A tiny male chameleon from Madagascar has now been crowned the world’s smallest reptile. The wee creature measures only half an inch (13.5 millimeters) in length from the snout to its rear-end (not counting the tail), small enough for the chameleon to stay comfortably perched on a human fingertip, despite its disproportionately large genitals.
Evolution favors both the very big and the very small
The chameleon, known as Brookesia nana, was recently described by a team of researchers led by Frank Glaw, a German herpetologist working at the Zoologische Staatssammlung in München.
Glaw is no stranger to novel reptilians. In fact, he is one of the foremost authorities in Madagascarian fauna, having described over 200 species, several of which are named after him.
In 2012, Glaw described Brookesia micra, another tiny reptile native to the islet of Nosy Hara in Madagascar. Perhaps you remember a photo of it perched on the head of a match, which was widely circulated on social media. At the time, the 1.1-inch (29 millimeters) adorable-looking animal was deemed the smallest known chameleon — until now when B. micra made room for B. nana.
Writing in the journal Scientific Reports, Glaw and colleagues reported on an “extreme miniaturization of a new amniote vertebrate.” Miniaturization refers to the evolutionary reduction of adult body size. Miniaturized taxa are frequently characterized by a trend towards reduction and simplification of various structures and organs.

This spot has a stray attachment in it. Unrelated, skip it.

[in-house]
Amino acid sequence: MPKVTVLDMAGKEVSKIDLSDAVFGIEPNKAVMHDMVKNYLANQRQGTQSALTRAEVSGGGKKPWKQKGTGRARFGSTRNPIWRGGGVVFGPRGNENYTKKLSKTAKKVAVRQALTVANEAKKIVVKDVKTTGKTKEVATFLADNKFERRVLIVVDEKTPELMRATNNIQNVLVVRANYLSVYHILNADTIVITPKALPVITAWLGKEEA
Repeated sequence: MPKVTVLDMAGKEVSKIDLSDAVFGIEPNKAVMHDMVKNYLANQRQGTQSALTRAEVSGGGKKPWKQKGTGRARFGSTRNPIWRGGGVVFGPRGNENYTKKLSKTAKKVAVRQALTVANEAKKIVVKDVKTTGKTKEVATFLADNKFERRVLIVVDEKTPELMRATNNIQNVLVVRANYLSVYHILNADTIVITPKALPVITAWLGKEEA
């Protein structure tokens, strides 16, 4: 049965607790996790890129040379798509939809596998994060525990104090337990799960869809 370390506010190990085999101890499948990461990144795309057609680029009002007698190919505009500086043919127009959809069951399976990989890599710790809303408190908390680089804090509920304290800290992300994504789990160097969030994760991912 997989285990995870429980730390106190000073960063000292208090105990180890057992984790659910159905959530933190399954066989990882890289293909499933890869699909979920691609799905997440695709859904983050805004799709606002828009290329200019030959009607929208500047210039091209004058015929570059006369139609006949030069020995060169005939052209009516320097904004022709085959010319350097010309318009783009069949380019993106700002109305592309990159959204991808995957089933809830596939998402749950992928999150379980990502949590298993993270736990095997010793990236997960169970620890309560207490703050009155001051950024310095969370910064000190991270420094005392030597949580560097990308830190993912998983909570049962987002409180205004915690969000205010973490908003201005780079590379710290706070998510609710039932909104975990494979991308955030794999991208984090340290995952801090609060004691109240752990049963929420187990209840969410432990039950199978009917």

In this case,B. nana has been miniaturized compared to a regular-sized chameleon, which can be 50 times larger, almost close to the minimum possible body size. Meanwhile, the world’s largest reptile, the saltwater crocodile, can weigh up to two tons.
However, B. nana isn’t exactly a scaled-down version of a typical chameleon. One of its defining features is its oversized sexual organs, two tubular genitals measuring roughly 18.5% of the animal’s total body size.
Such is the case for the male, which is surprisingly smaller than the female, the latter measuring 0.7 inches in length (19.2 millimeters). But perhaps this oddly reversed sexual dimorphism will not stand the test of time. The elusive tiny chameleon was described based on only two specimens, a sample size that is woefully small to draw any firm conclusions. What’s more certain is that this species, although just barely discovered, may be threatened by extinction judging by its limited range and challenges in identifying new specimens.